Full Moon And Meteor Shower Coincide With Winter Solstice
The longest night of the year takes place Friday December 21, 2018. The winter solstice is when the Earth’s axis tilts the Northern Hemisphere farthest from the sun’s warmth. This winter solstice coincides with the December full moon, named the Cold Moon, and will be visible in the night sky along with the Ursid meteor shower.
The winter solstice is the shortest day of the year and the longest night of the year due to the sun appearing in its most southerly position. Early in human history monuments were built to track the sun's movement throughout the year. For example, Stonehenge. At sunrise at Stonehenge on the longest day of the year, the rising sun appears behind one of the main stones, creating the illusion that the sun is balancing on the stone. Friday at 5:23 p.m. EST will mark the official arrival of winter solstice.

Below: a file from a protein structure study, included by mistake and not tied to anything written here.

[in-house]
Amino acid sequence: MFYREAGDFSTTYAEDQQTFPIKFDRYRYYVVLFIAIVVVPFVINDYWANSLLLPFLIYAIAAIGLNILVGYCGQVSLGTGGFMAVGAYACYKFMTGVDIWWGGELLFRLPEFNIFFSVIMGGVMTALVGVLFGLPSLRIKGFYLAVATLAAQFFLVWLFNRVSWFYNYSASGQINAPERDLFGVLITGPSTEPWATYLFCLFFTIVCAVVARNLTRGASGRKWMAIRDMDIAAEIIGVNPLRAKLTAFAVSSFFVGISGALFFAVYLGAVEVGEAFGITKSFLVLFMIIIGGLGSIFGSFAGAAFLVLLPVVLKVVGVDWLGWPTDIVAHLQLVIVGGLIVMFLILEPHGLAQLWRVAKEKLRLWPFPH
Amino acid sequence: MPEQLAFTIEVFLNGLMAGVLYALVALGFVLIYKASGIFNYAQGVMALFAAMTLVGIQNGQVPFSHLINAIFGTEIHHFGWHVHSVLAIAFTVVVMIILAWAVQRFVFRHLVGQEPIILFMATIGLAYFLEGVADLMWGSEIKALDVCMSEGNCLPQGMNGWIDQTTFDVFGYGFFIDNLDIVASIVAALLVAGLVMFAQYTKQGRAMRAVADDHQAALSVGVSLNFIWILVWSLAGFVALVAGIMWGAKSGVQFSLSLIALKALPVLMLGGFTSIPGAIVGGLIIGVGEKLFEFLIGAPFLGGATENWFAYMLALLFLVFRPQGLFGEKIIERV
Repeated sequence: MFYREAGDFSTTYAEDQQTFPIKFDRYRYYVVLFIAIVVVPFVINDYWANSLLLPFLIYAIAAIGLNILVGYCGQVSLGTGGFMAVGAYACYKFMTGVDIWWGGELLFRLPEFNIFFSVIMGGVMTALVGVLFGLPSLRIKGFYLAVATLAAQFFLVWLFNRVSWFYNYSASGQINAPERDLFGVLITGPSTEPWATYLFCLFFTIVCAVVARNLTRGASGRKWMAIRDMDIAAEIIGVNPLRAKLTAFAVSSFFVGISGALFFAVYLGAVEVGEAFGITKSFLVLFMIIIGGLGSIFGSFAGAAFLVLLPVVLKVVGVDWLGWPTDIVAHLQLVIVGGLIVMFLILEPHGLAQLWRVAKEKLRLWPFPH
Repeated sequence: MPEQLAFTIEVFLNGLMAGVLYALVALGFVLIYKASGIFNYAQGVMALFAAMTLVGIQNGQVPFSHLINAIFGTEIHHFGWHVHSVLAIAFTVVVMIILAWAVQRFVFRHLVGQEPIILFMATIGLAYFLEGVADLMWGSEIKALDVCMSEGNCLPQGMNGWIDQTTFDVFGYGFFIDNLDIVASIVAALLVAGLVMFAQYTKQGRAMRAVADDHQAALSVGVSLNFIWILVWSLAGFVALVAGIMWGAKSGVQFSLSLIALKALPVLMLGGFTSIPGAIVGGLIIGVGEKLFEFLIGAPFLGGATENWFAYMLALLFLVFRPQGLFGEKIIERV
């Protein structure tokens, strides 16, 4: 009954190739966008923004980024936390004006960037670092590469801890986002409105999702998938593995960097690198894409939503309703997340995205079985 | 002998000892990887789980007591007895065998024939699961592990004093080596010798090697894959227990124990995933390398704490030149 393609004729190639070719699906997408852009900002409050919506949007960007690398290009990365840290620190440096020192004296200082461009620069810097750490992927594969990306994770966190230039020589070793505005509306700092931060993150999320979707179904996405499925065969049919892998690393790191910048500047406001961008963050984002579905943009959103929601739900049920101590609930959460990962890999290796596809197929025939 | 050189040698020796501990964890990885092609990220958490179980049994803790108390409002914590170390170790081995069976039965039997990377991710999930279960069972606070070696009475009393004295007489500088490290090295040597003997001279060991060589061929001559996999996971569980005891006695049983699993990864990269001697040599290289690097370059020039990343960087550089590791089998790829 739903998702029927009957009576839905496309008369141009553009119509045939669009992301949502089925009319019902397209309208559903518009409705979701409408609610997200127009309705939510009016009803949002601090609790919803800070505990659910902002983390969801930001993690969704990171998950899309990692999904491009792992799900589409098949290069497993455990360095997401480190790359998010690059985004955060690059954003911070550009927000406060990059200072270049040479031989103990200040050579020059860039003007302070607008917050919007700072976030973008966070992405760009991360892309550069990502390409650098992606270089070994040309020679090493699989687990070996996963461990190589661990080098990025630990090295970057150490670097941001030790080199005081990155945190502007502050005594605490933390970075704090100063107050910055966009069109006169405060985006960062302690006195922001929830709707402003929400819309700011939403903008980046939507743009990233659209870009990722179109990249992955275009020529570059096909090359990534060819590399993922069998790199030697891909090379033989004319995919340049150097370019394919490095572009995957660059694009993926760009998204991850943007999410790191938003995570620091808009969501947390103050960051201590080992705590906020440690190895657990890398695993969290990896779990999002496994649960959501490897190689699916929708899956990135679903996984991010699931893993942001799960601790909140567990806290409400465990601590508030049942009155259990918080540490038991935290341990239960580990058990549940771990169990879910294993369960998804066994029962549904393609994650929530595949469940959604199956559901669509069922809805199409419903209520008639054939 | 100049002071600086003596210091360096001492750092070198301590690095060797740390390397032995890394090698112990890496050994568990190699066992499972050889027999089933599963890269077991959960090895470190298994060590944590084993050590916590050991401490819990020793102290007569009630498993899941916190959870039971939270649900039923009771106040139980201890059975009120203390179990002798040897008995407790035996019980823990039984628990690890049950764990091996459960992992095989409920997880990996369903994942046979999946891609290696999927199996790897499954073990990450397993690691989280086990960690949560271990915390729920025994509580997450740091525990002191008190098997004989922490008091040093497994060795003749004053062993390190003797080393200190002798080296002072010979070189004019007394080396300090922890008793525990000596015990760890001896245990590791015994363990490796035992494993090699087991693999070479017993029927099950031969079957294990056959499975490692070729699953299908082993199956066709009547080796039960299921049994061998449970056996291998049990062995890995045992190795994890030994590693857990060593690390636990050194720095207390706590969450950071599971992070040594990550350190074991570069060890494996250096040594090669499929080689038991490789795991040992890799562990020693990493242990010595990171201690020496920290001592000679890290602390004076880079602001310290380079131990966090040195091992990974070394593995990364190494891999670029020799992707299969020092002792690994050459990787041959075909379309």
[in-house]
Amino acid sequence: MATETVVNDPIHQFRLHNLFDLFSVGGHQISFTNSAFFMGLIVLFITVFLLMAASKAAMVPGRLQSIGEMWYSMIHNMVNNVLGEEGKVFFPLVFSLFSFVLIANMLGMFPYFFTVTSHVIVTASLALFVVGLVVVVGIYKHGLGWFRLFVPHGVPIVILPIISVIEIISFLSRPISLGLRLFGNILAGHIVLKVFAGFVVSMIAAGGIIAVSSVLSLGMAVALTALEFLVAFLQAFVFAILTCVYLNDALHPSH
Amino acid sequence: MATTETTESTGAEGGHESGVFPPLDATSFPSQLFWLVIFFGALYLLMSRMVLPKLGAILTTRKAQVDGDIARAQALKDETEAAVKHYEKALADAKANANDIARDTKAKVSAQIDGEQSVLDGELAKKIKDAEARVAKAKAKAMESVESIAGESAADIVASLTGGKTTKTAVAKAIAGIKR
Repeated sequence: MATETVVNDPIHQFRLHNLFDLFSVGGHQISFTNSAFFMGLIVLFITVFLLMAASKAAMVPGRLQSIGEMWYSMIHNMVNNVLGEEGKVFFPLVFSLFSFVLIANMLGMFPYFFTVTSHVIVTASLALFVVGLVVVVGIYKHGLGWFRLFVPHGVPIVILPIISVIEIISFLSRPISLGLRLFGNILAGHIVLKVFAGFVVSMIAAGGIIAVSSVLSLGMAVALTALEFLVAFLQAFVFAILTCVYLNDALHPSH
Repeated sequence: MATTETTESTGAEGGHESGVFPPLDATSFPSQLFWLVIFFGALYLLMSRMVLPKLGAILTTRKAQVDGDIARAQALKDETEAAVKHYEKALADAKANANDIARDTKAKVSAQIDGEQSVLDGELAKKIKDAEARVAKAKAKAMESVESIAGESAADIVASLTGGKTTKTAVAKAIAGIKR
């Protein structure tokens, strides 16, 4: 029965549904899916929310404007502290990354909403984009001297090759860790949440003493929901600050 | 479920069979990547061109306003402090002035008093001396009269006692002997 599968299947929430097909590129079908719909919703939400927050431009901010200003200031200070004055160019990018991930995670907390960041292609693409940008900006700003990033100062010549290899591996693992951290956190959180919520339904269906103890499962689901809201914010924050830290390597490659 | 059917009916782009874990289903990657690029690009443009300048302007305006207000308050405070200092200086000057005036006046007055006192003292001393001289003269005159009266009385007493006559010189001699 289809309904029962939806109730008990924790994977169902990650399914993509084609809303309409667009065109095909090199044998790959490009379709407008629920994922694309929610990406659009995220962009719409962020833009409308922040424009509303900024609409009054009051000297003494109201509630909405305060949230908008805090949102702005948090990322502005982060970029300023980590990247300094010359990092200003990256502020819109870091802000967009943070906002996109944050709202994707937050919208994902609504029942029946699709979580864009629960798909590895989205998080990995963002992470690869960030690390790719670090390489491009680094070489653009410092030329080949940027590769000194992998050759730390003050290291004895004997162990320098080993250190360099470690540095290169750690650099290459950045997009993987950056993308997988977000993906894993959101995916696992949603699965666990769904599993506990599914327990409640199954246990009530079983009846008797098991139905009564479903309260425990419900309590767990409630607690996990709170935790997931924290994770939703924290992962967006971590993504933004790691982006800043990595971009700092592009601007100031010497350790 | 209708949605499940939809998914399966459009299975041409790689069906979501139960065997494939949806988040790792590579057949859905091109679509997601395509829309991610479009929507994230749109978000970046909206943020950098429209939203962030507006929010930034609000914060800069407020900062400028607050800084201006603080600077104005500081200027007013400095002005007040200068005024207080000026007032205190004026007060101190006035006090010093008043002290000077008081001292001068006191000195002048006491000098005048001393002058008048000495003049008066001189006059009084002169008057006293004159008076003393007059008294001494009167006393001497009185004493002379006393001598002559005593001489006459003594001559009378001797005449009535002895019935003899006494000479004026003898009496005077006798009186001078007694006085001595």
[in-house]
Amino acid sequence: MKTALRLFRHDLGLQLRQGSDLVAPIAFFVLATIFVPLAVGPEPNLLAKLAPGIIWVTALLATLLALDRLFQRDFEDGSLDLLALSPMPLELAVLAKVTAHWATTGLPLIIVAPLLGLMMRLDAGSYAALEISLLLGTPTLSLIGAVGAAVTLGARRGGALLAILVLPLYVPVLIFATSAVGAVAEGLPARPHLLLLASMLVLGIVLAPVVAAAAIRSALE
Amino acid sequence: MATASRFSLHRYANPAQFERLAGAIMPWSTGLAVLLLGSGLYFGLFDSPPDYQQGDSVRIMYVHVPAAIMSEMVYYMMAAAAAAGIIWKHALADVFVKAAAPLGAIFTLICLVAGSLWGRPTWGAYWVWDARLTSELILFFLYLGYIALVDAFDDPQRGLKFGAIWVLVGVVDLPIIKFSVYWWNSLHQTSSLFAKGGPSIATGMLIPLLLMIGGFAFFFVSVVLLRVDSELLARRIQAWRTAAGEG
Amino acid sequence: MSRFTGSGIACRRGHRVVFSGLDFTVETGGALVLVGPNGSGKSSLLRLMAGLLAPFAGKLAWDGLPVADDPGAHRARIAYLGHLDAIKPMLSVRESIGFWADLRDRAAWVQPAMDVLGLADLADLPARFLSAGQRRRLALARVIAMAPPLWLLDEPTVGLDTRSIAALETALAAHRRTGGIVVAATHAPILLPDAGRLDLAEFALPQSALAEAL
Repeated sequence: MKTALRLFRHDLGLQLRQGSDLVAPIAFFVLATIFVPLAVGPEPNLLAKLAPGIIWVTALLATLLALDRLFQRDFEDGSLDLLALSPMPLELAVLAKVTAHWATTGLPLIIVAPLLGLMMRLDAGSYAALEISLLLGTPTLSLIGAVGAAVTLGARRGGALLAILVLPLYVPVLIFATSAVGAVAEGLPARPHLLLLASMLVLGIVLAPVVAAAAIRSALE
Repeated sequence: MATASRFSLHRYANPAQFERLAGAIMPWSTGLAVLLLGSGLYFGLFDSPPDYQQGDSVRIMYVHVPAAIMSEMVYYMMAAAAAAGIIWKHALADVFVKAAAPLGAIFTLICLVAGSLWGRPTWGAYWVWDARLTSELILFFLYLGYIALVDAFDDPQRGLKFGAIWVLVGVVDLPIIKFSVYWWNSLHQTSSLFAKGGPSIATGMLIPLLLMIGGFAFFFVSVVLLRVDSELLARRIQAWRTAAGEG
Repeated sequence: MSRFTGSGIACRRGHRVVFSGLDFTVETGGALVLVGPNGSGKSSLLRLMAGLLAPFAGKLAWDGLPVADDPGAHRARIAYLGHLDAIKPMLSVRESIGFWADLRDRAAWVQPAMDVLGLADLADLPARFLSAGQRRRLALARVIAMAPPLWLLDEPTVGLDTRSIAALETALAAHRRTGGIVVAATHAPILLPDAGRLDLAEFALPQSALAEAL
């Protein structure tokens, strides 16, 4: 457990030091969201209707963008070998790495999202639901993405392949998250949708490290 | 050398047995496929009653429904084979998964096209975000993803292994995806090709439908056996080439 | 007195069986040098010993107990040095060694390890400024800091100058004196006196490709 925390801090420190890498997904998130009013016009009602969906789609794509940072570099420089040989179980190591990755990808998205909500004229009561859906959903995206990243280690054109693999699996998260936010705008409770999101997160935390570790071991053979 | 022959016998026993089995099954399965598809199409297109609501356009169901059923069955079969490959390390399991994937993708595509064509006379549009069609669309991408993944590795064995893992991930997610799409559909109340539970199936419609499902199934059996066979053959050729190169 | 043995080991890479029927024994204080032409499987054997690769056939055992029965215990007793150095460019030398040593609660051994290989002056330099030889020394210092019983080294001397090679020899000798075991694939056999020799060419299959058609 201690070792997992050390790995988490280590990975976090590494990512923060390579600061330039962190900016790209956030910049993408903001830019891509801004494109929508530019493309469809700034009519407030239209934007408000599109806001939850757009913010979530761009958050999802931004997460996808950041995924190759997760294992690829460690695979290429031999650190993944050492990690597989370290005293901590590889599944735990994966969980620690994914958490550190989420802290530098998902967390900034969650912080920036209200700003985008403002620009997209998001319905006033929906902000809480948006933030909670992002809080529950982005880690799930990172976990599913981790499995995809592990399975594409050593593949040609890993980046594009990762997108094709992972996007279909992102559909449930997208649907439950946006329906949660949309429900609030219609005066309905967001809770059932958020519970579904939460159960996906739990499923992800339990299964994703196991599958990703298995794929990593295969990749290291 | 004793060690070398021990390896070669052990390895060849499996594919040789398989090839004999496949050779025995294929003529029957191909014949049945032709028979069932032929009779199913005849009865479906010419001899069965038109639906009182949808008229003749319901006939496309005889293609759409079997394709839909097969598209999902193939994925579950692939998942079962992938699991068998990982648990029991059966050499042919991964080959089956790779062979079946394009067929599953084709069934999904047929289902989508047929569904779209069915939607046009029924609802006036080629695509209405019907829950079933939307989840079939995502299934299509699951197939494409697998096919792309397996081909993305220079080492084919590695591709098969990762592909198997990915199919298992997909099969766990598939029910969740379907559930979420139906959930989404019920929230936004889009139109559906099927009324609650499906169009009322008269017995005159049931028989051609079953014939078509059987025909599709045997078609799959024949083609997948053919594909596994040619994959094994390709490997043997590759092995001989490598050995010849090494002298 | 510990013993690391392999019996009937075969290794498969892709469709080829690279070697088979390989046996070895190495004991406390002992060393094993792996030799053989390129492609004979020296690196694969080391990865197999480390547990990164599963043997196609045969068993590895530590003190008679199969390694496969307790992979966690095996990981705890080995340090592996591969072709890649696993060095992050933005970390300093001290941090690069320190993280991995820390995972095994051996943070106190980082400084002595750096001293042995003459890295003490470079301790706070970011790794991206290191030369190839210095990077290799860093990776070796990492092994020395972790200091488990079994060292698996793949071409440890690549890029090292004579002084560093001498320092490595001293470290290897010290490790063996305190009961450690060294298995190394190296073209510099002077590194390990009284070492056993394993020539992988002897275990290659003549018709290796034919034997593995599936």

Ursids meteor shower will peak just before dawn. The shower gets its name because its meteors appear to emanate from Ursa Minor, also known as the Little Dipper. Due to the full moon, it may be harder to spot.
One other anomaly is the positions of Mercury and Jupiter appearing as though they may collide. The planets will actually be hundreds of millions of miles away. The best viewing time will be when dawn nears.